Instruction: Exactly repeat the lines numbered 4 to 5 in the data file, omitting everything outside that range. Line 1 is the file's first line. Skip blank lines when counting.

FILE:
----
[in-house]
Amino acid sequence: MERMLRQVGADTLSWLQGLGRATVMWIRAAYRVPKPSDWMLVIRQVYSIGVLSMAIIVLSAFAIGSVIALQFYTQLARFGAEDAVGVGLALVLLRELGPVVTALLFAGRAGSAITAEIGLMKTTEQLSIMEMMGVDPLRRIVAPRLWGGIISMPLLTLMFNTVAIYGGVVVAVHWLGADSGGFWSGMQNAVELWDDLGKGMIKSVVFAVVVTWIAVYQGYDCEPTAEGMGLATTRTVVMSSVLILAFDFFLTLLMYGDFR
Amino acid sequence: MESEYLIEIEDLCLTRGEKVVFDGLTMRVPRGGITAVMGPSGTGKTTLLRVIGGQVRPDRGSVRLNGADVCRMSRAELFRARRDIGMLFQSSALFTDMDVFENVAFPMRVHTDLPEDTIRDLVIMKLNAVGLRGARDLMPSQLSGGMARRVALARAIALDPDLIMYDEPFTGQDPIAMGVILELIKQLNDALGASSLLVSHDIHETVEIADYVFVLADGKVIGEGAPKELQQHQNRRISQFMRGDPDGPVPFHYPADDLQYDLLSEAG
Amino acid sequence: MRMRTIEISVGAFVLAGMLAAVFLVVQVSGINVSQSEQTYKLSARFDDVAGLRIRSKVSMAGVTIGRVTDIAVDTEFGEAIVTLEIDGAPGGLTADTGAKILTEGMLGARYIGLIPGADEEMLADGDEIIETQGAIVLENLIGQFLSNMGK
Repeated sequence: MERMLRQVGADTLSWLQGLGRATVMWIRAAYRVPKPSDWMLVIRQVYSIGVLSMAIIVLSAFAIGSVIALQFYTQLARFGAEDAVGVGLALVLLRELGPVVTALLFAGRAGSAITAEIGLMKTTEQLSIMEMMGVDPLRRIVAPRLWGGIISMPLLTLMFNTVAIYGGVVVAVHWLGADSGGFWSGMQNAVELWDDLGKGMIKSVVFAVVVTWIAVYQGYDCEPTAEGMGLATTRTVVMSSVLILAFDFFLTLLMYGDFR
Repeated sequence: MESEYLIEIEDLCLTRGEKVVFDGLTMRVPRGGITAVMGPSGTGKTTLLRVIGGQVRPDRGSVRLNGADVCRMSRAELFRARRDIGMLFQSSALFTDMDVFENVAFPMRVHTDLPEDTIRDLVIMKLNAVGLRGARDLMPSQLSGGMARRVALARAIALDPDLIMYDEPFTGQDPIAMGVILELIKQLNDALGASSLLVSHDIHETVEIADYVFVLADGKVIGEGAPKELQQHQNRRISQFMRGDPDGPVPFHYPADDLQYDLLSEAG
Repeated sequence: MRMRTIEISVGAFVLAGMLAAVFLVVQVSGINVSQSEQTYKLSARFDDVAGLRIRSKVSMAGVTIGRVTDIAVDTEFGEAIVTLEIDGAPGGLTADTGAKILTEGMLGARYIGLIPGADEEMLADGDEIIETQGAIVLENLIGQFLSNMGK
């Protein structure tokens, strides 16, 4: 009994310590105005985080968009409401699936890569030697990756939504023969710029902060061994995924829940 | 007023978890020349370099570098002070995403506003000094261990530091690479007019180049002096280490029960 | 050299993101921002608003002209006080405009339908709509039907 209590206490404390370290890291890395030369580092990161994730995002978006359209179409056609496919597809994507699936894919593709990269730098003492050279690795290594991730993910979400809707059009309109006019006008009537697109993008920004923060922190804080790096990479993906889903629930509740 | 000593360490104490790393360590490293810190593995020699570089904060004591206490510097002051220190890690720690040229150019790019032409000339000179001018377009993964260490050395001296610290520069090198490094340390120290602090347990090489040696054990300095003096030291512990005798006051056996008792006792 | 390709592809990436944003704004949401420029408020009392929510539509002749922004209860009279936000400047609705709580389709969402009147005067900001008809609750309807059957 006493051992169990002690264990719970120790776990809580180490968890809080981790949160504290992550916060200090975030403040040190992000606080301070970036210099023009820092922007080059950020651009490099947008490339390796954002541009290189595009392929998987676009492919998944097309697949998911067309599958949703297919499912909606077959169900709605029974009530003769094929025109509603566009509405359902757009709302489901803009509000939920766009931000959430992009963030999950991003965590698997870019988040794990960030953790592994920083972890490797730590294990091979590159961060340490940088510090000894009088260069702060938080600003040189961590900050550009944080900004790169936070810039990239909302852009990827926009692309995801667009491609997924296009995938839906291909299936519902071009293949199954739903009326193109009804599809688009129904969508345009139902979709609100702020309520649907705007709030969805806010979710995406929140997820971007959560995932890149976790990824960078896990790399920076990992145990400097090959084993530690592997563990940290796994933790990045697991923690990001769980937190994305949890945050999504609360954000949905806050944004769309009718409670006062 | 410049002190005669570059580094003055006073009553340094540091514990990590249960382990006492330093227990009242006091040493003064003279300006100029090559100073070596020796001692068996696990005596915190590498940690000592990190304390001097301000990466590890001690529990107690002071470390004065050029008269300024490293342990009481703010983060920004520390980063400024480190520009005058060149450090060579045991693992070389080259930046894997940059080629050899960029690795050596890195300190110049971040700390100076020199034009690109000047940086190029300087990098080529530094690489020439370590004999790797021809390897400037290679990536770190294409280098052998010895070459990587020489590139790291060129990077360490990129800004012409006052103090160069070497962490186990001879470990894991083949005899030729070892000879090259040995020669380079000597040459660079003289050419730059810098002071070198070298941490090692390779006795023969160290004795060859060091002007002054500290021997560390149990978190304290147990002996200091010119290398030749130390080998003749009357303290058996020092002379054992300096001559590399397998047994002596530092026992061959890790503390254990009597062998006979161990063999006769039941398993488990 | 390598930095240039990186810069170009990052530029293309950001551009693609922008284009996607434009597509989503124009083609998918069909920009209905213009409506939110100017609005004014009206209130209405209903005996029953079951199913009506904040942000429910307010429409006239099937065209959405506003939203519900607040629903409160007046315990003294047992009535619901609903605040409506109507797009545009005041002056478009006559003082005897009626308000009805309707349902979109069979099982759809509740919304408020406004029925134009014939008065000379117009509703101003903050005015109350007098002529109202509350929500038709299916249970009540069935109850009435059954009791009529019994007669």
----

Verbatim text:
Amino acid sequence: MRMRTIEISVGAFVLAGMLAAVFLVVQVSGINVSQSEQTYKLSARFDDVAGLRIRSKVSMAGVTIGRVTDIAVDTEFGEAIVTLEIDGAPGGLTADTGAKILTEGMLGARYIGLIPGADEEMLADGDEIIETQGAIVLENLIGQFLSNMGK
Repeated sequence: MERMLRQVGADTLSWLQGLGRATVMWIRAAYRVPKPSDWMLVIRQVYSIGVLSMAIIVLSAFAIGSVIALQFYTQLARFGAEDAVGVGLALVLLRELGPVVTALLFAGRAGSAITAEIGLMKTTEQLSIMEMMGVDPLRRIVAPRLWGGIISMPLLTLMFNTVAIYGGVVVAVHWLGADSGGFWSGMQNAVELWDDLGKGMIKSVVFAVVVTWIAVYQGYDCEPTAEGMGLATTRTVVMSSVLILAFDFFLTLLMYGDFR